An Evaluation of Document Keyphrase Sets

Steve Jones, Gordon W. Paynter

Abstract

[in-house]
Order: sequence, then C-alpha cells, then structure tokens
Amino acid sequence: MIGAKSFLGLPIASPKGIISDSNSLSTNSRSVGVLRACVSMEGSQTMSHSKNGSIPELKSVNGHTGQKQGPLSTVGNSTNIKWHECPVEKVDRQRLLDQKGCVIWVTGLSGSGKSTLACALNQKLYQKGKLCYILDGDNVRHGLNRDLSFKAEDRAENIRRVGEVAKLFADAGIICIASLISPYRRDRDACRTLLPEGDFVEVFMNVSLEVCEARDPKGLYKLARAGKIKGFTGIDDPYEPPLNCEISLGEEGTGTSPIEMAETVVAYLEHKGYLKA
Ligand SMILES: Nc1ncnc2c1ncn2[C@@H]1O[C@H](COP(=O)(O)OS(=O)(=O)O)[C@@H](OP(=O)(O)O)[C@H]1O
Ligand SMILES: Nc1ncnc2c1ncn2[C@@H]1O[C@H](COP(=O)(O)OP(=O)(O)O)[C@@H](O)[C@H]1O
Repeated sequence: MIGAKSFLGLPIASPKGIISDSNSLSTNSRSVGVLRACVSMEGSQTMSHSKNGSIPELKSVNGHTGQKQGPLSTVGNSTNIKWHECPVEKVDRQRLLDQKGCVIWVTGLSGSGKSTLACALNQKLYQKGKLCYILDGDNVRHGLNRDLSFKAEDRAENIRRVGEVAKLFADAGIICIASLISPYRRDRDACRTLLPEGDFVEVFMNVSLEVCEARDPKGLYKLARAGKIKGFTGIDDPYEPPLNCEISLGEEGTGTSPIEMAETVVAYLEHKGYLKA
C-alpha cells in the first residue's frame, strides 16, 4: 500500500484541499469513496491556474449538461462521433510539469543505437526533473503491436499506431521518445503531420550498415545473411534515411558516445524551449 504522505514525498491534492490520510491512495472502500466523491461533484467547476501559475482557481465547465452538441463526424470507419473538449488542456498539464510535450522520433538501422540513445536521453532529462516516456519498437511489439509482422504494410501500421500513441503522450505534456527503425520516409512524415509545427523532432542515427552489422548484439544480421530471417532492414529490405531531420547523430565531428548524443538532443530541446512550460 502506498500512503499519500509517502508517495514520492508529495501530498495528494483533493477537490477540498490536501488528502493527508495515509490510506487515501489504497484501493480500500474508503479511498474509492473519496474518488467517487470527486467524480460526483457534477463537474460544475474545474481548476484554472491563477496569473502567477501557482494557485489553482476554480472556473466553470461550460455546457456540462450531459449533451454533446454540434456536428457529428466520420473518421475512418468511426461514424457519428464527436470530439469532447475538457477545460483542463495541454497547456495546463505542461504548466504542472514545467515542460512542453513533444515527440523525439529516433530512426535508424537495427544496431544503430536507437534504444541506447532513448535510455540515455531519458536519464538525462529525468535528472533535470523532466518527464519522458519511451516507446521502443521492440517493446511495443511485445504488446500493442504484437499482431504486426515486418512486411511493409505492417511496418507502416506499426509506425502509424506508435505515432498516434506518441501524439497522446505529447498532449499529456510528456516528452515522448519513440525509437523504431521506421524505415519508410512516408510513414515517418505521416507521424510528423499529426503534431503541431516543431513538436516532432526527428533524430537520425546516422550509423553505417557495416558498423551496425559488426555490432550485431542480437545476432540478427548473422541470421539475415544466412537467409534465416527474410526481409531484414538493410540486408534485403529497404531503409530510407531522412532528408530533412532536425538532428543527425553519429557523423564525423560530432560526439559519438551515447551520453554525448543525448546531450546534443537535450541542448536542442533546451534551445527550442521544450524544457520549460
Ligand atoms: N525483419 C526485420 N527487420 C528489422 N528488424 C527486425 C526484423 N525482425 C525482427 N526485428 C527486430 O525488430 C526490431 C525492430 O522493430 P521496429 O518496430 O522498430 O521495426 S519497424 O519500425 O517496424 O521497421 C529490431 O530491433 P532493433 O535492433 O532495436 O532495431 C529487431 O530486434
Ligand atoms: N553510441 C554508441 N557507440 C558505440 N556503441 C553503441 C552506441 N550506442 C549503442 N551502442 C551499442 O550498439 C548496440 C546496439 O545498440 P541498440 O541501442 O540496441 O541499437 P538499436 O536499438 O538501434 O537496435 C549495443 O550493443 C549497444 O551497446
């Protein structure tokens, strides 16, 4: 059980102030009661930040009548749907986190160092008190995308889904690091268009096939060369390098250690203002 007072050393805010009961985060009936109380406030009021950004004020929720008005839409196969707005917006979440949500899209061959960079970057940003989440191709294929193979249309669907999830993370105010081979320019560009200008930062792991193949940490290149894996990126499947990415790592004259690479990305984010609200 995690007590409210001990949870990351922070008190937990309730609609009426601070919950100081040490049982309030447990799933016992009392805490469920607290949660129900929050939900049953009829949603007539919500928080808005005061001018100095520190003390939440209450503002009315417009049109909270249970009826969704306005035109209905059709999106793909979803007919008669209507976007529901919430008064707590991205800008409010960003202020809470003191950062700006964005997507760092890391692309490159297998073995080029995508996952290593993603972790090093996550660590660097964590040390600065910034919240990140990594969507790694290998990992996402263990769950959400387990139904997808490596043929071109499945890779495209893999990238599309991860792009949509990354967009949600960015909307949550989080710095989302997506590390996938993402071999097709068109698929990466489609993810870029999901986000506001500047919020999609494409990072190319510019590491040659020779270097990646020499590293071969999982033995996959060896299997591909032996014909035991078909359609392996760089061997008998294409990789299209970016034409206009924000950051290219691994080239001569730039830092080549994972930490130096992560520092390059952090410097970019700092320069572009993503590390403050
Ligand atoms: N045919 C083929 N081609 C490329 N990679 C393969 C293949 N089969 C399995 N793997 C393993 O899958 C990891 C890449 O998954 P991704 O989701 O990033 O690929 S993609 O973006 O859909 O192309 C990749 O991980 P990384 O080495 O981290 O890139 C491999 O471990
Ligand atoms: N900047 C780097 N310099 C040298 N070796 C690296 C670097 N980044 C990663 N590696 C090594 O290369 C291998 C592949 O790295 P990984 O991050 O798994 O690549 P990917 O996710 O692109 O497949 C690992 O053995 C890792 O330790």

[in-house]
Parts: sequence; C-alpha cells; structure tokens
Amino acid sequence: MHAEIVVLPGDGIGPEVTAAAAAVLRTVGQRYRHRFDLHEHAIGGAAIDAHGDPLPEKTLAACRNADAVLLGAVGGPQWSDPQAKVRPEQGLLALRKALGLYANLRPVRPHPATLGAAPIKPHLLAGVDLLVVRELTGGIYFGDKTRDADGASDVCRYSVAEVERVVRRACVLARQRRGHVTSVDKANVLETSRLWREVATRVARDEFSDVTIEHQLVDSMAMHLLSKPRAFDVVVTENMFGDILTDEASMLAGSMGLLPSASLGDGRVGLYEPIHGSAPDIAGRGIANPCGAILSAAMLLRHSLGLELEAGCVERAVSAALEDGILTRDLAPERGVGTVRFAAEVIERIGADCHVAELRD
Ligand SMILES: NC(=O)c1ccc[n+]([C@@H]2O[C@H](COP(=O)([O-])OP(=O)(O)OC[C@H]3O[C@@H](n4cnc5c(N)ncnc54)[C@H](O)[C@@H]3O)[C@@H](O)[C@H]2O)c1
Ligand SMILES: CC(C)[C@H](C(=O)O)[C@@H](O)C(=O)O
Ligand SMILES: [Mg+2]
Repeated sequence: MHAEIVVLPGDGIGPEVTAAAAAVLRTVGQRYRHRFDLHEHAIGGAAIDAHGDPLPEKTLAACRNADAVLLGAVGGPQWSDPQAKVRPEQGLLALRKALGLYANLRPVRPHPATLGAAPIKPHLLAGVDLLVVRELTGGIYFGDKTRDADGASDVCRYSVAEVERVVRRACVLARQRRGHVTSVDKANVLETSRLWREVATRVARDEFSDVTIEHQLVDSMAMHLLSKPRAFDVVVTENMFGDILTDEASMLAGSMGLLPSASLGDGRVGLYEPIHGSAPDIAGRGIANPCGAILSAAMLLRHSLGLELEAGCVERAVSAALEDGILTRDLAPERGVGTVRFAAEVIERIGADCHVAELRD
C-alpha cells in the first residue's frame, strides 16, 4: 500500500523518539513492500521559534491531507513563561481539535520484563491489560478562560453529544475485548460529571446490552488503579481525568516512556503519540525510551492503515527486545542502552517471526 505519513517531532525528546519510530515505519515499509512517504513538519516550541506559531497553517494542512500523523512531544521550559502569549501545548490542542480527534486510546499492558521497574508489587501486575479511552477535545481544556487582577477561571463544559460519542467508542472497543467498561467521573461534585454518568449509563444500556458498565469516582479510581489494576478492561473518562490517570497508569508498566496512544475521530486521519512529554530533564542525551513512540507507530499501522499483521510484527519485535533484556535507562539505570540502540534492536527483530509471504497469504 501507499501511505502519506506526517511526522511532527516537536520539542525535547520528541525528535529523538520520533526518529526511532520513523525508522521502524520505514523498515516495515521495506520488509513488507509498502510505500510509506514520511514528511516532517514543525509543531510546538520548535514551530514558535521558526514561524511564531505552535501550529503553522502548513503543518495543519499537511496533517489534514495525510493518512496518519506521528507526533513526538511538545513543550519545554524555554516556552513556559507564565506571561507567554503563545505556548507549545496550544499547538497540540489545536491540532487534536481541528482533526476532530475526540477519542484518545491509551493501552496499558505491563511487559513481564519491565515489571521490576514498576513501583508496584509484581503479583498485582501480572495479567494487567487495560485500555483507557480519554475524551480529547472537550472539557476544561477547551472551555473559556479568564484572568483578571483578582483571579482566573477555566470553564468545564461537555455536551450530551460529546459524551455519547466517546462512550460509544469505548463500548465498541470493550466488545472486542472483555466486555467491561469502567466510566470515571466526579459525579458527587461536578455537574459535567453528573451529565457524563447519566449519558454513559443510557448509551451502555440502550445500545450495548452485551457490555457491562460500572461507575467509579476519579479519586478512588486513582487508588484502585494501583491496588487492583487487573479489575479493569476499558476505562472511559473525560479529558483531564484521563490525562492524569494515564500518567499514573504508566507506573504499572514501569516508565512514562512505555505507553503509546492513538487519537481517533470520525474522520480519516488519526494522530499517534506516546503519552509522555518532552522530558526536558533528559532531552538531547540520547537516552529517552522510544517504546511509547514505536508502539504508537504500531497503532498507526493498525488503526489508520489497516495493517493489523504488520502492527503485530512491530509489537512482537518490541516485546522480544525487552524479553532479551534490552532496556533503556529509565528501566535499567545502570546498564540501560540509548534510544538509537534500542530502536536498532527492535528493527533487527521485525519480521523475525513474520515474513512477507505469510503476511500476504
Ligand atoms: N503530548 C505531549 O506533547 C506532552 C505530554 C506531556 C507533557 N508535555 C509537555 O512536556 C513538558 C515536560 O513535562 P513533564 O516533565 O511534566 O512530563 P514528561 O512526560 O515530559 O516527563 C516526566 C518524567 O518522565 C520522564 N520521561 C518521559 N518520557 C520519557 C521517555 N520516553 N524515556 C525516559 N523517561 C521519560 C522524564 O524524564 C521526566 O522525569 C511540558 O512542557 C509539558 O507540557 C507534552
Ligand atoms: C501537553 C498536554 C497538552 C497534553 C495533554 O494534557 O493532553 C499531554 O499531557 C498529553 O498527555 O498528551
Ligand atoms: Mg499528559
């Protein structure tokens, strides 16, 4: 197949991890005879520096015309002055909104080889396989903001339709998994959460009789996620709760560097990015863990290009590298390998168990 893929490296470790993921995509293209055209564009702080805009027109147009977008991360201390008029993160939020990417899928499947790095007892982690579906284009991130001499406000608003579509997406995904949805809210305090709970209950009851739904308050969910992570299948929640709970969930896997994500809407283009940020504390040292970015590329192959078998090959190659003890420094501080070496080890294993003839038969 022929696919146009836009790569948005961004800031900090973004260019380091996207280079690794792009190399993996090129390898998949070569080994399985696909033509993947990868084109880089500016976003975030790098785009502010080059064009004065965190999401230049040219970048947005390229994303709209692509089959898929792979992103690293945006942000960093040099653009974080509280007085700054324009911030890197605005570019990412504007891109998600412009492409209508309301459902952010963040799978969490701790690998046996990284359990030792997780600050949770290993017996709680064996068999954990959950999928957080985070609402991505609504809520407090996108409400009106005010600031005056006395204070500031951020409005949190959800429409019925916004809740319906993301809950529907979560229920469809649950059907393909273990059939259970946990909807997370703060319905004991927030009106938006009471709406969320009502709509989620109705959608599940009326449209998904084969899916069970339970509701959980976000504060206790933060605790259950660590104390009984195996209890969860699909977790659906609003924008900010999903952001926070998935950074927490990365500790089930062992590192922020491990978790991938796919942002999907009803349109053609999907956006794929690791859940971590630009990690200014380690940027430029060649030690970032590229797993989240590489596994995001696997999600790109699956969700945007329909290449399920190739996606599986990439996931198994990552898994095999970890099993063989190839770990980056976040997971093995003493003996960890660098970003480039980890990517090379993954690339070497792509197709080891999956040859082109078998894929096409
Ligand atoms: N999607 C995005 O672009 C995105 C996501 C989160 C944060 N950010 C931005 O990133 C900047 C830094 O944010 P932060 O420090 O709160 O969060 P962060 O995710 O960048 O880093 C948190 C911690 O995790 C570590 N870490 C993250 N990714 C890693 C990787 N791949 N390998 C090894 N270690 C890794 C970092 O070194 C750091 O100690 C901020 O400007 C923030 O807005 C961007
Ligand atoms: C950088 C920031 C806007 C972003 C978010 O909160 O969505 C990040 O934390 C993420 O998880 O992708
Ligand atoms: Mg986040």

Keywords and keyphrases have many useful roles as document surrogates and descriptors, but the manual production of keyphrase metadata for large digital library collections is at best expensive and time-consuming, and at worst logistically impossible. Algorithms for keyphrase extraction like Kea and Extractor produce a set of phrases that are associated with a document. Though these sets are often utilized as a group, keyphrase extraction is usually evaluated by measuring the quality of individual keyphrases. This paper reports an assessment that asks human assessors to rate entire sets of keyphrases produced by Kea, Extractor and document authors. The results provide further evidence that human assessors rate all three sources highly (with some caveats), but show that the relationship between the quality of the phrases in a set and the set as a whole is not always simple. Choosing the best individual phrases will not necessarily produce the best set; combinations of lesser phrases may result in better overall quality.

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